Filtered Photo scrapped in an abstract, painterly style
An abstract, painterly style, often minimalist in expression, is a very modern approach to making scrap art. Even when a realistic element is used, such as a frame, flower, button, or butterfly, the style remains distinctly abstract. One look and most people recognize designers Anna Aspnes or Jen Maddox, although the style is gaining in popularity and many more designers are working with it now.

That doesn’t mean I’d be trying to become an Impressionist or an Expressionist if I were a painter. Nor does it mean that artists within these genres don’t vary significantly, and aren’t worth studying on their own. What it does mean is I’m going to take the most notable characteristics of a style and make it work with many different subjects, solve different problems, even if, and perhaps especially if, it’s a style I don’t feel comfortable or confident trying to recreate.

What does this have to do with developing your own style, you ask? By working within stylistic limitations—abstract, clustered, patterned, etc.— you focus on learning how to use key stylistic and symbolic elements to create an image with virtually any subject. If you don’t limit yourself when starting out, you’re in danger of floundering about, using techniques only the way others have used them without understanding how they work. You might never become confident enough to stop copying someone else. On the other hand, if you limit yourself to just the one style you’re initially most comfortable with, you won’t push the boundaries of your creativity at all. You’ll be a Johnny One Note, stuck in a rut, and all those other clichés about being too timid. Even with only two different styles thoroughly mastered, you can begin to see the possibilities that come from blending them together in different relationships to each other, and that is the way to find a form of expression unique to you.

Military subject using clustered style without appearing lush or romantic.
This seems to belong to the clustered style, with a profusion of realistic elements surrounding the frame. But the clusters are nearly flat, and several abstract brushes were used. It is decidedly not romantic.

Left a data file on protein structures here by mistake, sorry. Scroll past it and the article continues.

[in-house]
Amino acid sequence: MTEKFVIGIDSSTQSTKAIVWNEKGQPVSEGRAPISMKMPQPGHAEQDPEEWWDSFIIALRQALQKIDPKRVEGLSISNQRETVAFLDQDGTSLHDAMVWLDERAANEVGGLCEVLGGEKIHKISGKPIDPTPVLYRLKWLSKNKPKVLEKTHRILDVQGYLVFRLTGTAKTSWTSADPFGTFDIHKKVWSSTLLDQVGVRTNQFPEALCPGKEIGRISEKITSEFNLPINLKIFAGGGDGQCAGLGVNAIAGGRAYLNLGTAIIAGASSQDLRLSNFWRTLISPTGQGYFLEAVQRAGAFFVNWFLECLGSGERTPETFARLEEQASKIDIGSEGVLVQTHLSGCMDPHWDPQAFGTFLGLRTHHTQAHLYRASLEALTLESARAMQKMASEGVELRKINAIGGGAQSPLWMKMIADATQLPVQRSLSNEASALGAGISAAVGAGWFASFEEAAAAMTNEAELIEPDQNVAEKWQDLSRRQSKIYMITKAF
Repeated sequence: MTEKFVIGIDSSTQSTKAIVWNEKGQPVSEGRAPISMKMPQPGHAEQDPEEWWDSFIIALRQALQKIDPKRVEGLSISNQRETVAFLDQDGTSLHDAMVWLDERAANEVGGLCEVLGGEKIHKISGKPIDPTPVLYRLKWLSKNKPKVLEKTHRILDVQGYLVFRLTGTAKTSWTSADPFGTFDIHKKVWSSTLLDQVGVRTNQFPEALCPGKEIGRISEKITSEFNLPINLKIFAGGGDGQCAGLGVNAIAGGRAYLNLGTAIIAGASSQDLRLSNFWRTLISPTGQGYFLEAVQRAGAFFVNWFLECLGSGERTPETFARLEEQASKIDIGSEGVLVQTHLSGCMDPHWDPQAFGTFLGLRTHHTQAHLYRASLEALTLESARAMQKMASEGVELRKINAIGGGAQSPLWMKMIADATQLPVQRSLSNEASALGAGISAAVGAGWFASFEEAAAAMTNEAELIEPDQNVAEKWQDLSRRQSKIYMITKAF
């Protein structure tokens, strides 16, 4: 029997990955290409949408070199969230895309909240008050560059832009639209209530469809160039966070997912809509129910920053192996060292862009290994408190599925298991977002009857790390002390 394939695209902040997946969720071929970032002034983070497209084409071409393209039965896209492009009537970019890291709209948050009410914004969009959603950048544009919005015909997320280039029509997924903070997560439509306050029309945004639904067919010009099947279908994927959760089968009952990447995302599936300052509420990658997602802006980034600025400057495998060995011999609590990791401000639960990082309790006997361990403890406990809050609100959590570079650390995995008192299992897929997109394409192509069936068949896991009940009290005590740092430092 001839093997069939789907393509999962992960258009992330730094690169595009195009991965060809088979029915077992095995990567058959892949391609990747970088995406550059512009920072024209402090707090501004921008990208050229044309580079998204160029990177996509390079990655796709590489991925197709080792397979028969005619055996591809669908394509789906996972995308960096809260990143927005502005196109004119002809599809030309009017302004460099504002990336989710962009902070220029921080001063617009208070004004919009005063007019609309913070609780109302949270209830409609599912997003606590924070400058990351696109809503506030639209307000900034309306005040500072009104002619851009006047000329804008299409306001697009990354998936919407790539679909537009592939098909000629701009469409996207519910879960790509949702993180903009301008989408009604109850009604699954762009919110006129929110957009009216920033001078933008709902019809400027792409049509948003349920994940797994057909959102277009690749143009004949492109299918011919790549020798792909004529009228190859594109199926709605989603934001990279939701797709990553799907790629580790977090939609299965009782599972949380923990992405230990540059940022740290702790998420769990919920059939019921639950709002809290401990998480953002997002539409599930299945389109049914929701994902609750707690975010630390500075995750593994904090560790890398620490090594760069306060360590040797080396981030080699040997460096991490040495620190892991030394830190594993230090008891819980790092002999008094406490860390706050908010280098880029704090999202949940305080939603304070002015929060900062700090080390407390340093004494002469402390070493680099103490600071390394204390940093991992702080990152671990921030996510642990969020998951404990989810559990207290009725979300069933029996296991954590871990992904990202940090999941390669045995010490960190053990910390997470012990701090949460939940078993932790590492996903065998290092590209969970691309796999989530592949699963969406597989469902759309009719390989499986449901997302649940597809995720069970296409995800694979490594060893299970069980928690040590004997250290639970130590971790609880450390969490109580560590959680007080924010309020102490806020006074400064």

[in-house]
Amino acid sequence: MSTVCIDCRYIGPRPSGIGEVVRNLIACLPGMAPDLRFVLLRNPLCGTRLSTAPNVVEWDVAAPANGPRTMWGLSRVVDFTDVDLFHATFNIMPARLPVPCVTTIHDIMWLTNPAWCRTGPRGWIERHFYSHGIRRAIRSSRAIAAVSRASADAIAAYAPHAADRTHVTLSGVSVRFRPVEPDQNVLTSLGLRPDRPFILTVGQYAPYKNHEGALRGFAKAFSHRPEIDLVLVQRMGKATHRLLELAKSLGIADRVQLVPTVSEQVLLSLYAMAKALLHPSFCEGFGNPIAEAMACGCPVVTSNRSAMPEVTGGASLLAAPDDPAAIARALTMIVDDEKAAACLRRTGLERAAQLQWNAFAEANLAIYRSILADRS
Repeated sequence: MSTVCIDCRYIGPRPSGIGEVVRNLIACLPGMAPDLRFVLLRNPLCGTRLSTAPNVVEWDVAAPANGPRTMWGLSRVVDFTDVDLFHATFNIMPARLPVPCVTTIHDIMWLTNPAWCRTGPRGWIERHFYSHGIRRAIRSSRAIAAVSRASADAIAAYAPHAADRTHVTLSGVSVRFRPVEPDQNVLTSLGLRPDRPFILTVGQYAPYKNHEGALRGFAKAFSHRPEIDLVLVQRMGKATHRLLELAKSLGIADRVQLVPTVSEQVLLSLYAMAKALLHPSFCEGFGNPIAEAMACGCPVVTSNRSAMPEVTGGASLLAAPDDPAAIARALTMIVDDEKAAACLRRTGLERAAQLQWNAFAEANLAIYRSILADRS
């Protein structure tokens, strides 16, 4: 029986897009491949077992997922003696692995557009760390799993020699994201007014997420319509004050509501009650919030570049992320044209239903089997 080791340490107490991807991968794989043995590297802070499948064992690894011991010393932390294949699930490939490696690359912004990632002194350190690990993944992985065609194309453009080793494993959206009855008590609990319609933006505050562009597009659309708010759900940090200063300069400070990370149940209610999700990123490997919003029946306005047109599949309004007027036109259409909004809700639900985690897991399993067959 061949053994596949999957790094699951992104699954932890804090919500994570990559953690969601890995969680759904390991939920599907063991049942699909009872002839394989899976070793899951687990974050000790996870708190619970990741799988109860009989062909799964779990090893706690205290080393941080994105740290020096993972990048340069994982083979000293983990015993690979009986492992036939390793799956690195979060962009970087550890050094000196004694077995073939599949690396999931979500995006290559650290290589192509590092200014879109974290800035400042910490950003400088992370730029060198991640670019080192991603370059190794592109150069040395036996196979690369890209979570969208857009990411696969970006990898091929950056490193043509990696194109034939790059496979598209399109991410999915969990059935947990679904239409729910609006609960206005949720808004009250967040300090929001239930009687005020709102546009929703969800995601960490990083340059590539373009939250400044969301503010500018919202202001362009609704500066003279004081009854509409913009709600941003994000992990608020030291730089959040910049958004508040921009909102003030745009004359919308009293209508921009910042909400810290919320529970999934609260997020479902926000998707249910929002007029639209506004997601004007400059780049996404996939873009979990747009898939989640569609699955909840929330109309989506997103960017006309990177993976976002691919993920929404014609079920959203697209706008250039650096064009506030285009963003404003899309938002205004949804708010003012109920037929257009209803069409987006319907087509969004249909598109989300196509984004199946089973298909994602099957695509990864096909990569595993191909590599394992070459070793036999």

Fantasy furnished room with clusters and framed photo
This is clearly based on the Fantasy style, but here be no dragons or faeries. Instead, this is a room that could be, but never was. It derives from both the clustered style and the fantasy depiction of another world.

The better we understand the styles others have developed before us, the more we have to draw upon as we interpret our own understanding of our subjects and express our own relationship to our world. We all want to express our personality in our art, and the thoughts and feelings that give our lives their meaning. But going straight for that original expression is like charting a course across the ocean when the world we know is flat and the ocean drops off somewhere. It’s better if we just learn to sail the ship first and grow from there. Once we know enough about what we’re trying to do, we’ll know enough to have our own ideas about how to accomplish that.

An example of art journaling
Art Journaling is a visual means to express ideas instead of scrapping memories, as well as traditionally a private space for practicing drawing and painting—much like the artist’s sketchbook. There’s no right or wrong way to make a picture. This style of self expression is rapidly gaining in popularity among digital scrap artists. If you look carefully, you can see elements from the clustered, romantic style, the heavily patterned paper style, and the painterly abstract style— with a lot of fantasy thrown in for good measure.

“God is really only another artist. He invented the giraffe, the elephant and the cat. He has no real style. He just goes on trying other things.” —Picasso.